"All of us sit in dread that something's going to come in the morning post or newspapers," admitted Christopher Budd, Bishop of the Roman Catholic diocese of Portsmouth, who is responsible for handling the problem of sexual abuse in the Catholic Church. "I don't read the News of the World, but sometimes I have to."
Yesterday the Christian Brothers, an international Roman Catholic teaching order, came clean about the sexual abuse which has been going on for years in its schools in Ireland. In a national newspaper advertisement, it apologised to any victims "who complained of abuse and were not listened to".
The notion of not being listened to will undoubtedly strike a chord with other victims of abuse by clergy in this country. All too often, the Church's response to sexual abuse allegations is to hope they will go away. Priests are quietly sent off for treatment or moved to another parish. They are not struck off.
Much of the sexual abuse involving clergy occurs in a counselling context. Anyone who leans on their parish priest is entitled to feel that he, of all people, should understand the boundaries of the therapeutic relationship. He has, after all, taken a vow of celibacy. But if the boundaries are crossed and a relationship develops, in many cases the Church refuses to accept vicarious responsibility.
Mary Edwardes, an advocacy worker for the Abuse in Therapy and Counselling Support Network, finds fighting cases involving clergy the hardest of all because the Church is so obstructive. "If I take someone to the British Association of Counselling and they find someone guilty, they are struck off. It's a pro-active investigation. With the Church, the situation is no better than with unregistered astrology counsellors," she says.
"How long can one go on saying that the Church is not responsible when it makes every other decision which relates to these men's lives? It just moves them to another parish. That is putting other people at risk."
One of Ms Edwardes' clients is Pamela Brown, 43, who turned to her parish priest, Father Terence Fitzpatrick, for counselling about sexual abuse she suffered at the hands of her father. Fr Fitzpatrick, who had accompanied Ms Brown to see the psychologist who had been treating her for mental problems brought on by the abuse, proceeded to coax her into having sexual contact with him.
He has admitted in police statements that Ms Brown's allegations were essentially true, yet Ms Edwardes cannot get the Church to assume any responsibility for the damage inflicted on her client. Fr Fitzpatrick is still practising as a priest in four parishes in the Reading area.
The Church has argued the legal aspect of "consenting adults", but last week Bishop Budd commented on the Fitzpatrick case. "I would share your alarm," he said. "Whatever diocese it is may well think: `It's not children', but we have to be very careful because a lot of adult women are very vulnerable, particularly if they've been abused themselves. I'm surprised he's still in the ministry. As a bishop, I would hope to be more interventionist - get him out of the diocese. He obviously needs help, as indeed does the woman.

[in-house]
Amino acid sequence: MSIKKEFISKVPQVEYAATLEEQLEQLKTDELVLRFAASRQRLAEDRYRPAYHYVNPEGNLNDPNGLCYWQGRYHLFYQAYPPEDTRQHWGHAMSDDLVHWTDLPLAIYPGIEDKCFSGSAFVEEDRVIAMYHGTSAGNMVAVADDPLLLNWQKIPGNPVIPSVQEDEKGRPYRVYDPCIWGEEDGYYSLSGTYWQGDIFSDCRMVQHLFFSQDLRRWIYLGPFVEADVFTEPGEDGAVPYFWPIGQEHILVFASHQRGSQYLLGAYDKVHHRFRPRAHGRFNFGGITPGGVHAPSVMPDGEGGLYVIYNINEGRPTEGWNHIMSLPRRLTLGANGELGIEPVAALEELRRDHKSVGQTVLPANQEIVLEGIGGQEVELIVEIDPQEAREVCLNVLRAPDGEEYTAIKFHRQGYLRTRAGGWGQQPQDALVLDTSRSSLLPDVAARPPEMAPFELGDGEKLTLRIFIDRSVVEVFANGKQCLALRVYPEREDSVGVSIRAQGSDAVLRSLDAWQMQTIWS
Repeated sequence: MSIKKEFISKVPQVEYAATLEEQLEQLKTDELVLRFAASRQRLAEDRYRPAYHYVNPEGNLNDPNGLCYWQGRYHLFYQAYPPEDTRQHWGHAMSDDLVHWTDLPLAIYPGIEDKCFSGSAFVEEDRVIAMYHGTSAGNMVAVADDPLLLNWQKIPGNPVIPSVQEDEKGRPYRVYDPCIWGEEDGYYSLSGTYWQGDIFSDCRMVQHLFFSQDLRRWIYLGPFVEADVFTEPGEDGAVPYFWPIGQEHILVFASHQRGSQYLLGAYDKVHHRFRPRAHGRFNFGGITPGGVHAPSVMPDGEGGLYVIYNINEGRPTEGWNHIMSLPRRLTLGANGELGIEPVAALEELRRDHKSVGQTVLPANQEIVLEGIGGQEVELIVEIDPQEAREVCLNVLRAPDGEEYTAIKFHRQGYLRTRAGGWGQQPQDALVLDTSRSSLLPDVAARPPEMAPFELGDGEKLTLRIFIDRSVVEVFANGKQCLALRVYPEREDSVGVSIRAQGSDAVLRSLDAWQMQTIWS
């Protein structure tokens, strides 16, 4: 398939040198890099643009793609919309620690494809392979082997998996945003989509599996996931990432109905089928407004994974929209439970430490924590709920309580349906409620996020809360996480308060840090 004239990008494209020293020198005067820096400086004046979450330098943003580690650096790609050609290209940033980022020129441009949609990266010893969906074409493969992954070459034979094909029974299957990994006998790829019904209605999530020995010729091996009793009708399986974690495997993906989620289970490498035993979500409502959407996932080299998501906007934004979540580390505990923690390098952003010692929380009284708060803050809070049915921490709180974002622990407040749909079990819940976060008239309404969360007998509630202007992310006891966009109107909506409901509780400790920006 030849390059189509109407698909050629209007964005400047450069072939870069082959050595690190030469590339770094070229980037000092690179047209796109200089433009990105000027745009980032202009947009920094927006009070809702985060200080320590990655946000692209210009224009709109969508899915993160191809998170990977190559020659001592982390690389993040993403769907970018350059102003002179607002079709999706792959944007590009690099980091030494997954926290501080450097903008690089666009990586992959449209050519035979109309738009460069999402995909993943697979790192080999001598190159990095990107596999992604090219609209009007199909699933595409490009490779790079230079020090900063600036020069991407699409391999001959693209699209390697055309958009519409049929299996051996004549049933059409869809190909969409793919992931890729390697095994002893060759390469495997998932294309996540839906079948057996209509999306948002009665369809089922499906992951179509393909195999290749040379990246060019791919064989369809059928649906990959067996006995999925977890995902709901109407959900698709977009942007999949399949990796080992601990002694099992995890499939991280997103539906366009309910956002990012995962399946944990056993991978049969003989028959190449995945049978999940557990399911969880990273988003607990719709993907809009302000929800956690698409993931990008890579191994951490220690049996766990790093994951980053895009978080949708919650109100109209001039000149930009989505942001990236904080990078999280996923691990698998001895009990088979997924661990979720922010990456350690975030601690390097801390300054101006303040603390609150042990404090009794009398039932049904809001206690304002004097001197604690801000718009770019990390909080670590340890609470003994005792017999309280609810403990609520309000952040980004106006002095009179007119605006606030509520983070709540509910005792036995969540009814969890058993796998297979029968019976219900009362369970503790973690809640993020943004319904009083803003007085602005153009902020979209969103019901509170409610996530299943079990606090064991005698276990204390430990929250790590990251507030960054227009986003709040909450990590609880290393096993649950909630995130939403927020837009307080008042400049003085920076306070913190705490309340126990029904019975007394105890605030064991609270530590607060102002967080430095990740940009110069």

"I suppose we've learnt the hard way that abusers don't tend to change if you just move them around."
What action should the Church be taking in terms of treating the known perpetrators - and is there such a thing as a cure for abusing clergyman? Ray Wyre has looked at the problems of sexual abuse as they relate to the clergy. He was the director of the pioneering and controversial Gracewell Clinic, Britain's only residential centre for sex offenders, in Birmingham, and has devoted his career to working with men like the notorious child murderer, Robert Black. Mr Wyre is internationally recognised for his work with sex offenders, religious and otherwise.
One of the key reasons why the problem of sexual abuse is so acute in the Catholic Church is, Mr Wyre believes, the celibacy rule. Celibacy, he says, should be voluntary. "Priests who were sexually abused as boys see celibacy as a place of safety, but soon discover that they are not going to escape the problem in that way. There is a personality type which likes the concept of never laying with anyone," he said.
"Celibacy is about a choice and a decision about sexuality, not a denial. The moment you repress and deny there can be a problem of how it leaks out. I talk about `fantasy leakage'. It's amazing how priests' sexual fantasies leak out in the context of women. A lot of priests, once they start to fail sexually, take the attitude `once I fail I might as well fail'. They target whoever is available - men, women and children."
Mr Wyre believes that some direct instruction at seminaries about the difficulties surrounding sexuality would also help. "You can still train to be a priest without sexuality and celibacy being discussed. Theological colleges should be looking at the issues surrounding boundaries and counselling."
Mr Wyre is astounded by some of the attitudes to sexual sin that he comes across. " You have people in the Church who think masturbation is a greater sin than having a relationship with a child."
Bishop Budd agrees with Mr Wyre that sexually abusing priests are ultimately better served by treatment in a secular, rather than religious, setting. "I think, at a certain stage, the priest has to face quite bluntly - without the cushioning of faith or religion - what he has done."
And in a radical departure from the Church's position in the past, Bishop Budd suggested that abusing priests should pay the price of their ministry. "At the end of the day, someone who has an active faith and wants to discover it in a wholesome fashion has to show repentance. For a priest, that may be to say `I'll give up my ministry'."Reuse content